Capital gains tax is a fairly simple tax to understand. However, it can be complicated when you get into the details. It is therefore important to understand it fully so you always only pay what you should be paying and nothing more.

### Overview of Capital Gains Tax (CGT)

In its simplest form, capital gains tax is a tax you pay when you sell something and make a profit. However, it is limited to things of value. You only pay tax when the item you sell is worth £6,000 or more, excluding your car.

The amount of tax you pay depends on how much profit you make when you sell the item. However, it gets more complex than this.

### What Do You Pay CGT  On?

You will pay CGT when you sell a property, but this does not apply to your main home. So, if you have a second property and you make a profit, you will pay CGT on this.

You will also pay the tax on other items of value. One of the most common is jewellery, and you will also pay CGT when you sell antiques, gold, silver and other valuable collectable items. If they are valued at £6,000 or more, any profit you make is taxable.

Tax is also due on shares. When you have shares and you sell them at a profit, CGT will apply.

### What Are the Tax Rates?

The tax rates are different depending on what you sell. For a property, there are two rates;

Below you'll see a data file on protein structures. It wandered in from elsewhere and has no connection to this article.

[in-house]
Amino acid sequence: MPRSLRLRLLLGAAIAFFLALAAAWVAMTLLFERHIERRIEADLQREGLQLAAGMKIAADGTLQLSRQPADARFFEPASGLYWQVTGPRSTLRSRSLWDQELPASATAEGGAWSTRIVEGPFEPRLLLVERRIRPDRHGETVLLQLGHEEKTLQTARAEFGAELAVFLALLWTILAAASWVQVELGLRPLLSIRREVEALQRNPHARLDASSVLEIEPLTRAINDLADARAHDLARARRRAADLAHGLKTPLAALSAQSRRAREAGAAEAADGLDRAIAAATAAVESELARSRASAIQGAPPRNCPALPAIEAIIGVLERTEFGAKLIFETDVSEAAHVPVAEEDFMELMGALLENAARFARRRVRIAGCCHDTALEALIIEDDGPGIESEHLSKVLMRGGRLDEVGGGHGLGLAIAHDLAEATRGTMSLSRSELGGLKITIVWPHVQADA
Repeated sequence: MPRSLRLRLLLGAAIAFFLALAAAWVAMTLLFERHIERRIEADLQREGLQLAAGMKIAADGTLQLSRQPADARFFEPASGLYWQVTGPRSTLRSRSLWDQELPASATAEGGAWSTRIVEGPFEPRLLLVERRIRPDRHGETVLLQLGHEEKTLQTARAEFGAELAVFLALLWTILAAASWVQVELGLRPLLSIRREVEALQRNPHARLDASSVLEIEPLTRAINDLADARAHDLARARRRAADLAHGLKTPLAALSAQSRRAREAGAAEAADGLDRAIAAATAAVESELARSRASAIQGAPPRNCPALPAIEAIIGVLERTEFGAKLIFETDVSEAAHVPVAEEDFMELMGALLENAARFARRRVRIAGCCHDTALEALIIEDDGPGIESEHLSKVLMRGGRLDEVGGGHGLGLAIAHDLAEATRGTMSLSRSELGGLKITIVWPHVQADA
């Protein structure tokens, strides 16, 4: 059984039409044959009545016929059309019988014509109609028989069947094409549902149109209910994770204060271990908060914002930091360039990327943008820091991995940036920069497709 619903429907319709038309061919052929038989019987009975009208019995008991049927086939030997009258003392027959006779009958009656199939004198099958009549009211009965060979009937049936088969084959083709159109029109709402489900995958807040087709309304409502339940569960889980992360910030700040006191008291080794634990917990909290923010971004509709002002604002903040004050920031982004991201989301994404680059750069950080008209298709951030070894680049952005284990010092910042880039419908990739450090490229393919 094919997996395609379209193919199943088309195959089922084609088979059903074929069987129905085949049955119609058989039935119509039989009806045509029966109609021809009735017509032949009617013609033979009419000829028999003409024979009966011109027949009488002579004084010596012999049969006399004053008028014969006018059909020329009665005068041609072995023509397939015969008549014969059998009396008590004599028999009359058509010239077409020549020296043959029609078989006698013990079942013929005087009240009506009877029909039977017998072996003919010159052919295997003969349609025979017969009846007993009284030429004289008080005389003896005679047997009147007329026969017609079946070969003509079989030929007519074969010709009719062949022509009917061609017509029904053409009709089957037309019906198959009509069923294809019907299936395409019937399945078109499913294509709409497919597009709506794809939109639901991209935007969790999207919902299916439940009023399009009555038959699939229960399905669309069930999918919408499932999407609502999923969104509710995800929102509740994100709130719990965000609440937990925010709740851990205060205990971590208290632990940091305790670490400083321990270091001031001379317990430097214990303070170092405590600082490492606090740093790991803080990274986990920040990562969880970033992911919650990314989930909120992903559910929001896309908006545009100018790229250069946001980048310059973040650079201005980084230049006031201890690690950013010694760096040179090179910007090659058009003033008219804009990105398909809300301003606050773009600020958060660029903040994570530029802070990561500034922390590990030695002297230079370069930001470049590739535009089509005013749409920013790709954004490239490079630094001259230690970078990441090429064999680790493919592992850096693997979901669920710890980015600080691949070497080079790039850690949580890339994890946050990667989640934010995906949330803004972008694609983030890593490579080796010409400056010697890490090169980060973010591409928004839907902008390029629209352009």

– 18% for basic taxpayers

– 28% for higher rate taxpayers

For other items of value, the tax rates are lower:

– 10% for basic taxpayers

– 20% for higher rate taxpayers

### Quick Capital Gains Tax Calculation

Working out the amount of tax to pay can be complicated, and this is where an accountant can help. It is all to do with the profit that you make, so you need to work this out first.

Let’s say you sell an antique for £20,000 that you bought for £12,000, and you have made a profit of £8,000. This is the amount that is taxable. But you also have an annual tax-free allowance of £11,700 (2018 to 2019), so if this is the only profit you make all year, you would not pay any tax.

If you sold another item in the same year and made £5,000 profit, your total profit would be £13,000, so the tax would apply to anything over £11,700.

But it’s not always this simple. There are other deductions that you might be able to make, which you can read about here. For example, when selling a property you can deduct stamp duty and legal fees. Additionally, you might be able to transfer assets to your spouse as each individual is allocated a tax allowance.